What is the depth of the relationship between us and our nearest and dearest? In the Bible reading for this week, we have the story of Jesus’ passion which includes the account of the Last Supper which Jesus shares with his disciples. As he hands around the cup, Jesus says, “this is my blood of the (new) covenant, which is poured out for many for the forgiveness of sins.” The word covenant was crucial to the people of Israel and it is crucial to all Christians too. Jesus, by his life and, crucially, death, made possible a new relationship between God and man. In effect, Jesus was saying, you have seen me and, in seeing me, you have seen the heart of God. Jesus by his teachings, healings, compassion, passion and death has revealed to humanity what God is like. Jesus was the personification of God’s love for humanity. Because of Jesus’ suffering and death, the way is now open for humanity to have a relationship with the living God. In these dark times of the corona virus, we need to hold onto the truth of Holy Week which proves that God is on our side. God is for us; God is with us; God will not desert us, especially through these troubling times. Perhaps we can join with the hymn writer: “Because He lives, I can face tomorrow.”
Do we stand up for what we believe in? In this time of global crisis where Christians cannot physically meet for fellowship, how do we remain strong in our faith? The Bible passage for this week recounts the story of the blind man at the pool. Jesus healed him and then the pharisees interrogated him and his parents. Despite the isolation and fear of excommunication, the blind man remained resolute. “All I know is that I was blind and now I can see….no man has ever opened the eyes of someone born blind. If this man were not from God, he couldn’t do it.” It is a tremendous profession of faith in the face of opposition. Why? Because Jesus had changed his life. After the man was thrown out of the place of worship, Jesus did not desert him. He found him and revealed to him who He was. Jesus is always true to the person who is true to Him and this loyalty brings revelation. In this season of trial, this is equally true and relevant.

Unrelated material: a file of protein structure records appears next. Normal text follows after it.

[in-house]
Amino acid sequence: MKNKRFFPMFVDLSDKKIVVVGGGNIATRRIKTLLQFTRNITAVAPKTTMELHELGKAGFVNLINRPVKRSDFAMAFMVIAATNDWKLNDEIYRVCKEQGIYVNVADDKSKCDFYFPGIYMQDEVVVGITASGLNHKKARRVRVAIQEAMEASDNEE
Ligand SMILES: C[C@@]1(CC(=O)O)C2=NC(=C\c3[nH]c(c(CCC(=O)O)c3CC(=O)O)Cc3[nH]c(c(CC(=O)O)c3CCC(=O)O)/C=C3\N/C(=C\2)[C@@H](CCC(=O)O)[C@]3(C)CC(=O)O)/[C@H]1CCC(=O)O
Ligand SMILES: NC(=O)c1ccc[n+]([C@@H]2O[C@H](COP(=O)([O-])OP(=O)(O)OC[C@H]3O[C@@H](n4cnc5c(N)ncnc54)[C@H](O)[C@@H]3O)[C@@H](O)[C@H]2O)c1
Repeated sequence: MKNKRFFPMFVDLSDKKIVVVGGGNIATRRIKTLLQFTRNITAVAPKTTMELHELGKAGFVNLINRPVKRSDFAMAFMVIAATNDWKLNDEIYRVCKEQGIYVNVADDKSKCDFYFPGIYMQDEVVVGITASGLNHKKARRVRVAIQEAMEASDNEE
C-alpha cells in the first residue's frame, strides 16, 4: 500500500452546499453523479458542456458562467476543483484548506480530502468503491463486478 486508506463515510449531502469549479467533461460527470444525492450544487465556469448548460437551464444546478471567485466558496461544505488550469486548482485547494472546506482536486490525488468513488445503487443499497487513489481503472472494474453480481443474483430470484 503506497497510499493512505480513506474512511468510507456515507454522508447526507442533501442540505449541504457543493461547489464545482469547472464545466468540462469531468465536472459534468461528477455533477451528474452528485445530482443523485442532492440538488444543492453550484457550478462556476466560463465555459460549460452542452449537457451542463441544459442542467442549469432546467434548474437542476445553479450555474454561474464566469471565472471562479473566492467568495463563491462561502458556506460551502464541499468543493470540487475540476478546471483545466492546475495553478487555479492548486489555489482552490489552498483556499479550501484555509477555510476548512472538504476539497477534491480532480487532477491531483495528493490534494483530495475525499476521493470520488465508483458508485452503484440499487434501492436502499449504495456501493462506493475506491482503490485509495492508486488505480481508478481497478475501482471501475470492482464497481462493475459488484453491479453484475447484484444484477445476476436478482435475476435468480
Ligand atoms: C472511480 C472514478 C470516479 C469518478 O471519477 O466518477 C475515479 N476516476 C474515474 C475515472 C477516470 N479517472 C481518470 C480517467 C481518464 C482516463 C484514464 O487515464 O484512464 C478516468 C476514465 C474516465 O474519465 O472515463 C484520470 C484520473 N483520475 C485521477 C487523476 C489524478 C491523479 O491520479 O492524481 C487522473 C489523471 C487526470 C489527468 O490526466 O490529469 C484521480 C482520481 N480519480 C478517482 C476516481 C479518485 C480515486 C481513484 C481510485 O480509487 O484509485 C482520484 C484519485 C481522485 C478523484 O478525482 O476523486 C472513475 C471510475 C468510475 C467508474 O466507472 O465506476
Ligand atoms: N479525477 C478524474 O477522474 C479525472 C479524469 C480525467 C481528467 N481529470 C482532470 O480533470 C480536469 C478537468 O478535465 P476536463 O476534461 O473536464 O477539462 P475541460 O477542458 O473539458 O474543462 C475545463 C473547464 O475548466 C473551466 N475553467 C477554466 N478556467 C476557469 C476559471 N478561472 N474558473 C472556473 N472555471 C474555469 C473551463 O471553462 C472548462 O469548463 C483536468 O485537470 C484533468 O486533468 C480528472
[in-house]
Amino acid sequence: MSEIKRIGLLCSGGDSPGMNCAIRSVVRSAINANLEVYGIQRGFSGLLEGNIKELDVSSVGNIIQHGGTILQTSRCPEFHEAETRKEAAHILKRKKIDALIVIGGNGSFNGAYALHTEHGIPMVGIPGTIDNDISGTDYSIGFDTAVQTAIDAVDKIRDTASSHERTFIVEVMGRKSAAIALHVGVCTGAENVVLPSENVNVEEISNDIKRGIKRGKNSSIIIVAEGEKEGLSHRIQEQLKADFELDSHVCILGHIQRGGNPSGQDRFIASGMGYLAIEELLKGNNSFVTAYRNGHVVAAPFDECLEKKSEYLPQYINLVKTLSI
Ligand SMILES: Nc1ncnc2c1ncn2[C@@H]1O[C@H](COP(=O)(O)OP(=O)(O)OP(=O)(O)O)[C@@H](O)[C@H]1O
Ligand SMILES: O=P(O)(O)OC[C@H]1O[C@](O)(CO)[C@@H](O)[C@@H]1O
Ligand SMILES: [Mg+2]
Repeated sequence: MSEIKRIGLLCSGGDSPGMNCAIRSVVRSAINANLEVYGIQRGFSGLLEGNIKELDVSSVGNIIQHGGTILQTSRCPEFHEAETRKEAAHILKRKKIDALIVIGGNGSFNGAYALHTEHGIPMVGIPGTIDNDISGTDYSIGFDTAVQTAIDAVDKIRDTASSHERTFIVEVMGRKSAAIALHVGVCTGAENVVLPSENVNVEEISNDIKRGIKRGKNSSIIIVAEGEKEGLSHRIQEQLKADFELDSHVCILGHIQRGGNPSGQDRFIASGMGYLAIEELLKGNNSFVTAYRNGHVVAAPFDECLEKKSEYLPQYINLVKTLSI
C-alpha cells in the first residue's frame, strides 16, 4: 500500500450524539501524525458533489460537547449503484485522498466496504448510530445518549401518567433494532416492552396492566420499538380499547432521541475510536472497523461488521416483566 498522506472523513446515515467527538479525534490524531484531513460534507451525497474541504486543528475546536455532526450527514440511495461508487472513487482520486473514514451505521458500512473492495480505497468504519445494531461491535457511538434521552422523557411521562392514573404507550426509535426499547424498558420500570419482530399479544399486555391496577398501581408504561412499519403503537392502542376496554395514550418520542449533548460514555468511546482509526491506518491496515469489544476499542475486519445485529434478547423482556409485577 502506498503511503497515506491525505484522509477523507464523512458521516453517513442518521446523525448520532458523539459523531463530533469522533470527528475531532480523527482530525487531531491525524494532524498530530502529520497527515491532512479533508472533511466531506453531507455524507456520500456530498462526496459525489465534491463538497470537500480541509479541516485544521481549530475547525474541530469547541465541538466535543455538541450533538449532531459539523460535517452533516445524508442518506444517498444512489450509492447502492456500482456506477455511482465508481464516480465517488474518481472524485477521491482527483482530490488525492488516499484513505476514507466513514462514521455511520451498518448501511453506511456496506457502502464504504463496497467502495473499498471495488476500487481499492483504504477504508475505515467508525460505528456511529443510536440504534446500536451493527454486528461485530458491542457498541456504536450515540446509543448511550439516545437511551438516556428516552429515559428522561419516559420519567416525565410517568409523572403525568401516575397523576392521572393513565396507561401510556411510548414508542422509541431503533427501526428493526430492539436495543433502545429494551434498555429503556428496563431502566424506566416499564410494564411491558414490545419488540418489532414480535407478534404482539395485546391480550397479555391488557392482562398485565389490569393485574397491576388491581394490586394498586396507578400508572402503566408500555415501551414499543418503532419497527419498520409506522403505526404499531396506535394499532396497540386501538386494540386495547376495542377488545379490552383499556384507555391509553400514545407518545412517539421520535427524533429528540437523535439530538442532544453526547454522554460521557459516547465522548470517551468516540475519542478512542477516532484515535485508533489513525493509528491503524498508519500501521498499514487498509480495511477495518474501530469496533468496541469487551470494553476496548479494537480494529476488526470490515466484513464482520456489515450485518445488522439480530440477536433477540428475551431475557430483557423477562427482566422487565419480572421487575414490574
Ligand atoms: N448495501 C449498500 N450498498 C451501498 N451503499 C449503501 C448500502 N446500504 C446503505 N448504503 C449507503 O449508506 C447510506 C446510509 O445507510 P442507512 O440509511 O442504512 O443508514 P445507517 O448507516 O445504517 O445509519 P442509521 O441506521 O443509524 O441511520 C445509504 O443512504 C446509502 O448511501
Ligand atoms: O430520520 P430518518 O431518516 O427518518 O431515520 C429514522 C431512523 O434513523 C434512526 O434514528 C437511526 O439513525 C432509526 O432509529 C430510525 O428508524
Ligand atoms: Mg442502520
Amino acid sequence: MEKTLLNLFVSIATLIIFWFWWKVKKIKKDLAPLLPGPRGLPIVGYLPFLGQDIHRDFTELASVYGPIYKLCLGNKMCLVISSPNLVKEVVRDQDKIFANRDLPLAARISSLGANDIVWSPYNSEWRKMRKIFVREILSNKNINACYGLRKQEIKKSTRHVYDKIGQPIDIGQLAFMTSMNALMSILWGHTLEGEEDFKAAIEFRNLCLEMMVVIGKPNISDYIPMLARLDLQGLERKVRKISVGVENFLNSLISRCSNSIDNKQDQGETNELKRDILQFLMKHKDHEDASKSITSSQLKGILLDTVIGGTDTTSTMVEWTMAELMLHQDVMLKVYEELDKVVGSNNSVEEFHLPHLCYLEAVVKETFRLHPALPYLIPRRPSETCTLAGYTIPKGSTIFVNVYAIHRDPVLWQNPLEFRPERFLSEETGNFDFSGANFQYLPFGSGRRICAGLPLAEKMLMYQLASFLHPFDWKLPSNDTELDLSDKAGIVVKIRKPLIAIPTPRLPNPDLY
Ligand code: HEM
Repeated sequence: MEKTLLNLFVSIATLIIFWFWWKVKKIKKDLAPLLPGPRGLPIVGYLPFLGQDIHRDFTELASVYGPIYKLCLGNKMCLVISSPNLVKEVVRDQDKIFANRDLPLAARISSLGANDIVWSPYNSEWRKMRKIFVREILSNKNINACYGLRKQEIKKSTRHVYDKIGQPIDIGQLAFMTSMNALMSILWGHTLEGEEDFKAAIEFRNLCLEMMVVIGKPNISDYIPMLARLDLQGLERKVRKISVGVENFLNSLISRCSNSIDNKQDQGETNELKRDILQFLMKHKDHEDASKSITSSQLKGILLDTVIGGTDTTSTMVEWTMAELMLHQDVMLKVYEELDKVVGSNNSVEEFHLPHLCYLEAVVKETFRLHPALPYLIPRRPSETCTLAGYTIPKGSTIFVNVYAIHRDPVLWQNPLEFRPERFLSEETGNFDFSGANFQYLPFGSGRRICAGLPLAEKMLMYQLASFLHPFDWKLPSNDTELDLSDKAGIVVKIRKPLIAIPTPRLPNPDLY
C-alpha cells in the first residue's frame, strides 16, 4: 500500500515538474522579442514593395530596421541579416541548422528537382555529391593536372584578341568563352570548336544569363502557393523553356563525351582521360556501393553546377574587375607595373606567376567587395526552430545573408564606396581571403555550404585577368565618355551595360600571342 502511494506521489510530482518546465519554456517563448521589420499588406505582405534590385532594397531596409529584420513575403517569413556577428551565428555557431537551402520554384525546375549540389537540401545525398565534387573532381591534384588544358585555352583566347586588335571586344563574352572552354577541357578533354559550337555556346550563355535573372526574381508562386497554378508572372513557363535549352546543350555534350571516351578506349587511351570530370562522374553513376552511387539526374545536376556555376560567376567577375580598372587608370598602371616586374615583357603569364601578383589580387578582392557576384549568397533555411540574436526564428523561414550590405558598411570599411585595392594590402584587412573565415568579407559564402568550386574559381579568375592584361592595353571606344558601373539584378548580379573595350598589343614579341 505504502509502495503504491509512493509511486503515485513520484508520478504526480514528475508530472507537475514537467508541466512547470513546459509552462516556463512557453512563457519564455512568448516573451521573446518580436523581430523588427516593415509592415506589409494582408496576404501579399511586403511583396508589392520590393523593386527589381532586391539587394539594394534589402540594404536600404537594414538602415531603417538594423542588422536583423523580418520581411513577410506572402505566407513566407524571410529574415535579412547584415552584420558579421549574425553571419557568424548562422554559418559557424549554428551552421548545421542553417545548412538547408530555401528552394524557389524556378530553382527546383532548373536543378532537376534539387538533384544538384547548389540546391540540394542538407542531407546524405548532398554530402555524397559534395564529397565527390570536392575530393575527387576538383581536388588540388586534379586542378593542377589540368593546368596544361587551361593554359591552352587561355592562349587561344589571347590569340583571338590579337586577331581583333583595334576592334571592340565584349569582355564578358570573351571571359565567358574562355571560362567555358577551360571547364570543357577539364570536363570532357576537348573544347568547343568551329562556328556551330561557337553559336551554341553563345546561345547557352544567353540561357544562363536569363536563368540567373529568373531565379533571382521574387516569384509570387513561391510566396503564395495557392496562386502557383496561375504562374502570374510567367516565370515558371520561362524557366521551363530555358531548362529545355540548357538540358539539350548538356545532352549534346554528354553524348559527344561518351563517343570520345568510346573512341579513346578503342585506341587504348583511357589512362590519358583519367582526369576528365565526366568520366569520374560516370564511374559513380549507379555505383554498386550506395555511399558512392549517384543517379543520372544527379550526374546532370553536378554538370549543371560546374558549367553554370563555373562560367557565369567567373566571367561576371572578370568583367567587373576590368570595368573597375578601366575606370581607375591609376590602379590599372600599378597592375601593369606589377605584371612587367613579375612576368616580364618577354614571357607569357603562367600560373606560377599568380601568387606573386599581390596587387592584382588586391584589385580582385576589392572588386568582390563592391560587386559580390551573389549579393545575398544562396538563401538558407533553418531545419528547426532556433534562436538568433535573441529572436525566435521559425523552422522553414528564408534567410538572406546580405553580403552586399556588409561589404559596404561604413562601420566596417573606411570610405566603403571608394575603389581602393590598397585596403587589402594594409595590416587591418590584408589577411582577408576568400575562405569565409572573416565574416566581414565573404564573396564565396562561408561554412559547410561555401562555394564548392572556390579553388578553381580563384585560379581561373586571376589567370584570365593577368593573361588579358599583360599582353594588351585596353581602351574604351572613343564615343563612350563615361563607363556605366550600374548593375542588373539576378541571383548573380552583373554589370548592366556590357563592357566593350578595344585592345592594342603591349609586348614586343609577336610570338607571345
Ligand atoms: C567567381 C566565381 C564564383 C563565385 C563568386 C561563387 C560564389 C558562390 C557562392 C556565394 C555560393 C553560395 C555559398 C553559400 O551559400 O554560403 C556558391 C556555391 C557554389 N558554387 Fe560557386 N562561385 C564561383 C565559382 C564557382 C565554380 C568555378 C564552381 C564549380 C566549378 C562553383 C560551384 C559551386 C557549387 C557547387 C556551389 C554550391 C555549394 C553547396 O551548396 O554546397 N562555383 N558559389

Where should we worship God? Of course, in the midst of the coronavirus pandemic with social distancing and churches shut, this is a topical question. In this week’s Bible reading, Jesus gives clear advice. He tells the woman at the well in Samaria, “It doesn’t matter whether you worship the Father here or in Jerusalem.” What prompted this remark? The Samaritans had adjusted history to suit themselves. They said that Abraham had been willing to sacrifice Isaac on Mount Gerizim and that it was at Mount Gerizim that Melchizedek had appeared to Abraham. Moreover, they held that it was on Mount Gerizim that Moses had first erected an altar when the people entered the promised land. As a result of all of this, the Samaritans had been brought up to believe that Mount Gerizim was more sacred than Jerusalem. It is for this reason that the woman in Samaria asked Jesus the question, “Where should we worship God?” Jesus’ answer is clear: God is Spirit and what matters is not where you worship Him but that you worship Him in spirit and in truth. In church or out of church; in groups or individually, we can worship God anytime, anywhere. Let’s keep praying for the world at this critical time by continuing in a state of worship, wherever we are.